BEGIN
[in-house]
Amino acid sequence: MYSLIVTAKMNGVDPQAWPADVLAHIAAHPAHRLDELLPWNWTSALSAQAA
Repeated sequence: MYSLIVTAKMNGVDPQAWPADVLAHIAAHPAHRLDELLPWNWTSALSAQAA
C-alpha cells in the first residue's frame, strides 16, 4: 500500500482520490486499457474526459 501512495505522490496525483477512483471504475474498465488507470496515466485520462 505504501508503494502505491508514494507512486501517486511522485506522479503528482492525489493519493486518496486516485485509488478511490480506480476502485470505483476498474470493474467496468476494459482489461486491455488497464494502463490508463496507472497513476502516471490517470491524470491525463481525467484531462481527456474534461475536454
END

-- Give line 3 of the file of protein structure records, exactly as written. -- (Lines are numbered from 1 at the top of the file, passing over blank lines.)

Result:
Repeated sequence: MYSLIVTAKMNGVDPQAWPADVLAHIAAHPAHRLDELLPWNWTSALSAQAA